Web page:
Test cuts need for chemotherapy for some breast cancer patients

by Tom O'Connor, UNMC public relations | May 16, 2013

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James Edney, M.D.
A new gene test for patients with breast cancer -- called MammaPrint -- could dramatically reduce the number of women who need to undergo chemotherapy to treat the disease.

The test is available at UNMC and its hospital partner, The Nebraska Medical Center. It analyzes 70 key genes and accurately determines which patients are at low risk of breast cancer recurrence and could safely choose not to undergo chemotherapy.

The test has been validated in a peer-reviewed study called Microarray Prognostics in Breast Cancer (or RASTER), conducted in 16 community-based clinics in the Netherlands. The results were published online earlier this year in The International Journal of Cancer and will later appear in the journal's print edition.

The five-year study involved 427 breast cancer patients who were given the MammaPrint test. The test determined 219 women to be low risk and 208 to be high risk.

"By incorporating MammaPrint results along with the traditional clinical parameters, such as tumor size, grade, patient age and lymph node status, we can significantly reduce the number of women who need chemotherapy."

James Edney, M.D.

Of the 219 low-risk patients, 85 percent chose not to have chemotherapy. Of those patients, 97 percent were disease-free after five years.

Of the 208 high-risk patients, 81 percent chose chemotherapy and 91 percent were disease-free after five years.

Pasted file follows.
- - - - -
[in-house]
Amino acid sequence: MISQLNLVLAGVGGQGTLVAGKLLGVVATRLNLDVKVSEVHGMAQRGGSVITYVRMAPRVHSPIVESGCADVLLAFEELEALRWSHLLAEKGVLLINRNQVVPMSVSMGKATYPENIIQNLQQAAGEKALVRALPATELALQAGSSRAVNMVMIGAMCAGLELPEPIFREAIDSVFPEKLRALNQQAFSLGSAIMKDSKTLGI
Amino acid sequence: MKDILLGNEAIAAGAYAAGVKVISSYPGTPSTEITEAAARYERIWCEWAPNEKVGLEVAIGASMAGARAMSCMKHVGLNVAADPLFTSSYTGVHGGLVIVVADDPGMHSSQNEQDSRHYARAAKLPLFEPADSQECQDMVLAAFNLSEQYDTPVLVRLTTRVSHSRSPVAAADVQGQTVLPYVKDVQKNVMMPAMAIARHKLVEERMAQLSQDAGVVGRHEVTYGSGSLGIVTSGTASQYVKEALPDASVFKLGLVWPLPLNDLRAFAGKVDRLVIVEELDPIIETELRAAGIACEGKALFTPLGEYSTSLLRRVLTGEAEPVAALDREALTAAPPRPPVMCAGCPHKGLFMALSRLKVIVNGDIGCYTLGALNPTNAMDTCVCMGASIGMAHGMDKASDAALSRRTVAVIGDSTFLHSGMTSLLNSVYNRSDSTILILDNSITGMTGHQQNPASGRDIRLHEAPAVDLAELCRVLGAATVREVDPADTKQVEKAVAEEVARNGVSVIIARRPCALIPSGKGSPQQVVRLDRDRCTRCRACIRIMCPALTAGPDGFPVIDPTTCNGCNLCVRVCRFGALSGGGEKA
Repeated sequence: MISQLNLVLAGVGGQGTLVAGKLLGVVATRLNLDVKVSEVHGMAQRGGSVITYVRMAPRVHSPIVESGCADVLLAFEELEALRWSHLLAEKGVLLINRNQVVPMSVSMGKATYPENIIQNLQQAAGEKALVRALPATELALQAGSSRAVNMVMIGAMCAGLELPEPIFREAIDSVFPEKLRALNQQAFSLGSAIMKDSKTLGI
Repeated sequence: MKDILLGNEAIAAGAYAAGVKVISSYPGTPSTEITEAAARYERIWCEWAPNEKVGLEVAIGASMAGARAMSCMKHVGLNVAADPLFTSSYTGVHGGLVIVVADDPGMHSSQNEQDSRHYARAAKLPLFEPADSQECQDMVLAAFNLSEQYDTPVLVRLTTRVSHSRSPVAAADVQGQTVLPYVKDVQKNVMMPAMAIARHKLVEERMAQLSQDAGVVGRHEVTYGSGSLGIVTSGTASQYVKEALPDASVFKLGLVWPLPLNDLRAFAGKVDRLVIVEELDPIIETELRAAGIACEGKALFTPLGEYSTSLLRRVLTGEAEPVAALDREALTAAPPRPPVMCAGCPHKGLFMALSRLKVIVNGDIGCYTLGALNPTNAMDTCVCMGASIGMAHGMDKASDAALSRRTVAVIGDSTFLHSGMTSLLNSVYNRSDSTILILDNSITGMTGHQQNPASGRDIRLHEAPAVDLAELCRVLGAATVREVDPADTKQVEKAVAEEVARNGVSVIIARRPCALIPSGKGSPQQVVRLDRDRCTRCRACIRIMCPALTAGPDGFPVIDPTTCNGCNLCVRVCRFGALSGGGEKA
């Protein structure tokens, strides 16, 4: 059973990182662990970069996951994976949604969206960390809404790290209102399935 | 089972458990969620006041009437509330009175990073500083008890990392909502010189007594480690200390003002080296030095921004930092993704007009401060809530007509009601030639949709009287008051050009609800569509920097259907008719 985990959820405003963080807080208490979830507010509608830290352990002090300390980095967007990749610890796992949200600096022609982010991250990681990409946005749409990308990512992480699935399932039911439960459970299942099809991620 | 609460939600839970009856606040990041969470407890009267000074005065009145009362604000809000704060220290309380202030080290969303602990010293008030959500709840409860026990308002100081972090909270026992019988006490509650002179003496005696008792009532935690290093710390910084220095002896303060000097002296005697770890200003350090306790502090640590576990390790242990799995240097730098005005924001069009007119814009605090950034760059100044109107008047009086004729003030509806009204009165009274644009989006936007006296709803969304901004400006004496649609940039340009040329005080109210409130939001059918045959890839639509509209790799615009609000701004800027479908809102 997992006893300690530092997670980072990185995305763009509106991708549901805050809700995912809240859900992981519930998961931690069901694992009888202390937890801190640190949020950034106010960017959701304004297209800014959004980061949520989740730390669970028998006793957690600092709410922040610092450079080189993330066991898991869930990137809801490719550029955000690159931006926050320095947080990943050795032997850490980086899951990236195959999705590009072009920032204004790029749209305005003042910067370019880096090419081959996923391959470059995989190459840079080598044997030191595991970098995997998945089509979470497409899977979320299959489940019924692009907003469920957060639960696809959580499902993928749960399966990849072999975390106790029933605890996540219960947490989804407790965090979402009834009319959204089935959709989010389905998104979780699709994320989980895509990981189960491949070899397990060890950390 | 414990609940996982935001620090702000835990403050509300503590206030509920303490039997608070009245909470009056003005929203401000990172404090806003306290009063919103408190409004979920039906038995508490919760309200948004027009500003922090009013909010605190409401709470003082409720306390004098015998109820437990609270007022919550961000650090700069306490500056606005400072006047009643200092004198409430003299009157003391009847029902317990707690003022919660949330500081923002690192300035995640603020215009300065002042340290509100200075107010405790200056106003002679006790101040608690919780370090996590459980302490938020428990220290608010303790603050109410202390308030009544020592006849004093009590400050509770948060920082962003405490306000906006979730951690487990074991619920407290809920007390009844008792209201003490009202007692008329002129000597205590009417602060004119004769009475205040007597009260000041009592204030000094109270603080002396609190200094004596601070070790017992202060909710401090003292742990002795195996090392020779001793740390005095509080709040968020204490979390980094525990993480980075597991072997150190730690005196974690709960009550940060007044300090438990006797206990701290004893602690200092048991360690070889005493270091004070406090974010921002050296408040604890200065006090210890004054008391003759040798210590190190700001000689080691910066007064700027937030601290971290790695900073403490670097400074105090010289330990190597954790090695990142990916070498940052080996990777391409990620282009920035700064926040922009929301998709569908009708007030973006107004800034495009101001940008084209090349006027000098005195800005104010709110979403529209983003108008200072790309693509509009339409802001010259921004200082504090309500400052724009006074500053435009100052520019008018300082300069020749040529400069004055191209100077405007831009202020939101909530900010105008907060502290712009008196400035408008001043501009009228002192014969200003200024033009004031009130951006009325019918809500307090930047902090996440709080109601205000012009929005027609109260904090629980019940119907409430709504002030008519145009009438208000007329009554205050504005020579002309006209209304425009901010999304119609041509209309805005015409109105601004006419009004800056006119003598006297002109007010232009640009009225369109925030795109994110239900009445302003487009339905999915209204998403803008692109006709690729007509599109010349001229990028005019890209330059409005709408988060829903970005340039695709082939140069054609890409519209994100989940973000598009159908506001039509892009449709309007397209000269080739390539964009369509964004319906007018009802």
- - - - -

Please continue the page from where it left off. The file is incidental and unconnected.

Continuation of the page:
"This is an important breakthrough for breast cancer patients," said James Edney, M.D., UNMC professor of surgical oncology. "By incorporating MammaPrint results along with the traditional clinical parameters, such as tumor size, grade, patient age and lymph node status, we can significantly reduce the number of women who need chemotherapy. In doing so, they can avoid the side effects and toxicity of chemotherapy treatment, some of which can be permanent and debilitating."

Long-term side effects of chemotherapy could include damage to the heart, kidneys, lungs, nerves or reproductive organs. There is also the chance of developing a second cancer as a result of chemotherapy, Dr. Edney said.

Dr. Edney has used the test on approximately 160 patients, and it has been met with an extremely positive response, he said.

Unlike other breast cancer genomic tests that are limited to patients with certain disease characteristics, such as certain receptor and lymph node status, Dr. Edney said MammaPrint can be administered to virtually all early-stage breast cancer patients. It requires a breast cancer assay performed on either fresh or fixed tumor tissue.

MammaPrint results benefit the physician, he said, by clearly categorizing all patients as high or low risk and eliminating the uncertainty of indeterminate scores reported by other genomic test methods.

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